How wide is too wide?
August 8, 2007 12:59 PM   Subscribe

Will I be disappointed with a 19" widescreen LCD?

My monitor just died. It was nothing special, just a high end 17" CRT. I dislike running at resolutions below 1280x1024, and I prefer 1600x1200+ for photoshop--my eyes don't seem to be bothered by how tiny things are at that resolution on a 17" CRT. I would like to replace it with a widescreen LCD, preferably one that will be a decent upgrade for watching movies.

The monitors I am considering are this Acer 22", this Samsung 22" and this Samsung 19"

My concerns are primarily if the contrast ratio and refresh rates are significant here, and if being constrained to 900 pixels in the vertical will frustrate me on the 19", especially in Photoshop. This is especially important because I am likely going to be using it for work in the near future. I am also somewhat obessive about image quality. I'm the type of person that will make a photo lab redo a print three times.

posted by [expletive deleted] to Computers & Internet (16 answers total) 1 user marked this as a favorite
First, if you're truly obsessive about imag quality, why are you using an LCD monitor? CRTs have much more accurate color reproduction, and off-axis LCD viewing sucks. The only thing LCDs have going for 'em (image-quality wise) is sharpness, but only if you're using a DVI digital connection.

So perhaps you're not as picky as you think.

I have this monitor, with a vertical resolution of 1050px. I will say that on occasion I've been slightly annoyed with the height being a little too short, but this is rare; on the other hand, the extra width (small as it is) has been great -- YMMV of course, because I spend most of my time either writing code on wide lines, or using recording equipment (so looking at wide waveforms.)

As for image quality, on my particular example the screen is, if anything, too bright -- a concern mentioned in a few reviews, but one I didn't take seriously until I bought and used it. It's sharp, vivid, even across the horizontal axis, a great monitor. Still, there's nothing that will truly tell you better than trying one at a store, running native resolution via digital connection.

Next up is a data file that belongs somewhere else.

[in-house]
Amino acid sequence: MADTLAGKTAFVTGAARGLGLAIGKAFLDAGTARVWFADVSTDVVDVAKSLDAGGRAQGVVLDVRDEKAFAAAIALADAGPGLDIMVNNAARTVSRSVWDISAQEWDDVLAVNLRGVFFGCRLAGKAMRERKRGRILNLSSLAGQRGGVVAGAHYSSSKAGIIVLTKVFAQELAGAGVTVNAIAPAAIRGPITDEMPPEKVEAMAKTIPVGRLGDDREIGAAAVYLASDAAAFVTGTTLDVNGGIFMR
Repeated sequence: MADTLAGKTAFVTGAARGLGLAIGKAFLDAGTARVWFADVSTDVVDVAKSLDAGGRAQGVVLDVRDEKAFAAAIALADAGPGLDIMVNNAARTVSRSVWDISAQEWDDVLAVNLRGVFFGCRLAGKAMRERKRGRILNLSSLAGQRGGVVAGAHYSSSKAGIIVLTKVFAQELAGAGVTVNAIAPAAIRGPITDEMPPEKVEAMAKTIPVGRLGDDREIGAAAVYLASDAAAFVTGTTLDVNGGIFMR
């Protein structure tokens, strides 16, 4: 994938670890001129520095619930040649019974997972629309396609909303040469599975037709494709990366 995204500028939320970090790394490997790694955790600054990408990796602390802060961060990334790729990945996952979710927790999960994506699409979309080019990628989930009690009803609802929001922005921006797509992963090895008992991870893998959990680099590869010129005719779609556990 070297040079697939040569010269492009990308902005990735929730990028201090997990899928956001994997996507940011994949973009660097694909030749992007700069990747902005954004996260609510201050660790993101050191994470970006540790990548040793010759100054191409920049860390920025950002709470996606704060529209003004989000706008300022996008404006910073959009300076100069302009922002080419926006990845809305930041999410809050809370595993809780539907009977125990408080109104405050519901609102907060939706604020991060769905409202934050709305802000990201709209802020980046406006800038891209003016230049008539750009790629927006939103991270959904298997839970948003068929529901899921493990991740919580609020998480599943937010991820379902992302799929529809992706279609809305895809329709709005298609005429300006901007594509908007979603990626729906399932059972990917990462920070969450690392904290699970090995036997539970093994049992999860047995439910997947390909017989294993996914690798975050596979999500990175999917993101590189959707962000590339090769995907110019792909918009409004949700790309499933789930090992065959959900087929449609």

posted by davejay at 1:06 PM on August 8, 2007

You will be disappointed in the lack of screen real estate. I switched from two 20" CRTs to two 22" LCDs and am still trying to adjust to having less vertical space. Thankfully the width of the monitors, the desk space saved plus the hassle of moving the CRTs around makes up for it.

As someone who also used 1600x1200, let me tell you that 1440x900 is not good enough.

I can't speak to image quality, contrast ratios or refresh rates at all though.

(Do you want my two 20" Acer CRTs?)
posted by ODiV at 1:07 PM on August 8, 2007

Oh, and one nice thing about the wide screen format -- you can, if you have the need, open two browser or app windows side-by-side, each at the aspect ratio of a typical monitor (albeit smaller overall) without either seeming to be too narrow (and without needing to side-scroll web pages.)
posted by davejay at 1:08 PM on August 8, 2007

I live in 1440x900 on a 17" laptop screen. I'm in PS a lot, but I'm not a professional graphics nerd—I've found the 900px barrier a touch cramping at times, but generally not much of a problem. If maximizing your square-of-work-space feels important, I'd seriously consider opting for a monitor that sports a bit higher rez, but the added horizontal workspace is really pretty faboo.
posted by cortex at 1:09 PM on August 8, 2007

Seconding ODiV's comment about 1440x900 not being wide enough if you're used to 1600x1200 -- mine's 1680x1050, and my work monitor is 1600x1200, and I can flip back and forth between 'em pretty good, but down to 1440x900 would drive me crazy.
posted by davejay at 1:09 PM on August 8, 2007

Sorry, I had 19" CRTs. My mistake.
posted by ODiV at 1:09 PM on August 8, 2007

Oh, I should have specified that while I like CRTs, space is an issue. I barely have room for my 17" CRT, and if I want to go bigger, flat panel is the only option. Thanks for the offer anyways, ODiV. If I didn't live in Whistler, I might have taken you up on it.